The Assembly Government ushered in its historic overhaul of school qualifications yesterday, but immediately admitted that Wales' highest-achieving pupils can't rely on it for university applications.
The Welsh Baccalaureate, which has been piloted in 31 schools across Wales, is to be offered to pupils all over the country as an alternative to A-levels.
Education Minister Jane Davidson hailed the qualification as 'fit for purpose', but it later emerged that it was not up to the job for students seeking to enter the UK's top universities.
The Assembly Government was forced to admit that pupils with aspirations of attending elite universities would be better advised not to rely on the Baccalaureate, after it was revealed that several colleges of Oxford University would not recognise the qualification in place of A-levels.
Other Oxbridge colleges and top English universities are understood to be unimpressed with the new certificate.
A leading education academic last night urged caution among those considering sacrificing a third A-level in favour of the Baccalaureate.
Professor Alan Smithers, director of the Centre for Education and Employment Research at the University of Buckingham, said, 'I would be very wary of the Welsh Baccalaureate.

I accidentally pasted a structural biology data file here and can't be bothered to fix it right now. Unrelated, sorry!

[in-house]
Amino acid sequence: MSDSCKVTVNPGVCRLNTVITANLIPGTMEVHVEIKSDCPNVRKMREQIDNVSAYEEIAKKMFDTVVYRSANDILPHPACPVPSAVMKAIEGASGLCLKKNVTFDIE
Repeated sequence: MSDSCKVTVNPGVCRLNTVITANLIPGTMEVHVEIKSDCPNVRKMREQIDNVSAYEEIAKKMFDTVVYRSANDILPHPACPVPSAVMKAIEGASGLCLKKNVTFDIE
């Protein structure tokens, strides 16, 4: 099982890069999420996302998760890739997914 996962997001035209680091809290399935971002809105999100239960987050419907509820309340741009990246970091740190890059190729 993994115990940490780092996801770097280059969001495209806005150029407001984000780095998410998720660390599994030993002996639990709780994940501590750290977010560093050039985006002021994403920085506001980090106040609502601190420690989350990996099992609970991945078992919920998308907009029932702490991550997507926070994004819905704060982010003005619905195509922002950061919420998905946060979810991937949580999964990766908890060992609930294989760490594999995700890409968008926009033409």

'I think it's quite a low-level general qualification, and, in essence, what the leading universities are looking for is a demonstration that you have got a good platform for higher-level studies.
'If I was a parent, I would be very wary of it. It may be right for some schools and some pupils, but if I was a parent confronted with this, I would ask which doors this qualification is going to open. I would want to be sure it would be recognised by the universities and I would want to be sure employers would recognise it.'
The Assembly Government last night said students hoping to attend one of the UK's elite universities should take three A-levels, and use the Baccalaureate as no more than a 'bonus point'.
Dafydd Frost, associate principal at St David's College, in Penylan, Cardiff, where the scheme has been piloted, said, 'I prepare all the Oxford and Cambridge students and they would often say it wouldn't help them.
'It's fair to say that Oxford and Cambridge Universities are not making offers on the basis of the Welsh Baccalaureate or even coming down a grade for it.'
The Baccalaureate requires students to study for two A-levels alongside a core certificate in more vocational studies, such as key skills and work-related education.
Ms Davidson said, 'The clear message that we have heard from pilot centres, from Ucas, from internal evaluation, and now from independent external evaluation is that the Welsh Bac is 'fit for purpose'.
'In light of all of the evidence, I am, therefore delighted to announce that there will be a staged roll-out from September 2007, which will make the Welsh Bac widely available, across Wales, whilst also ensuring the training and other support is in place to ensure successful implementation.
'These are historic times for education in Wales - we are leading the way to a new style of learning and I believe, one which will be the envy of learning cultures throughout the UK.'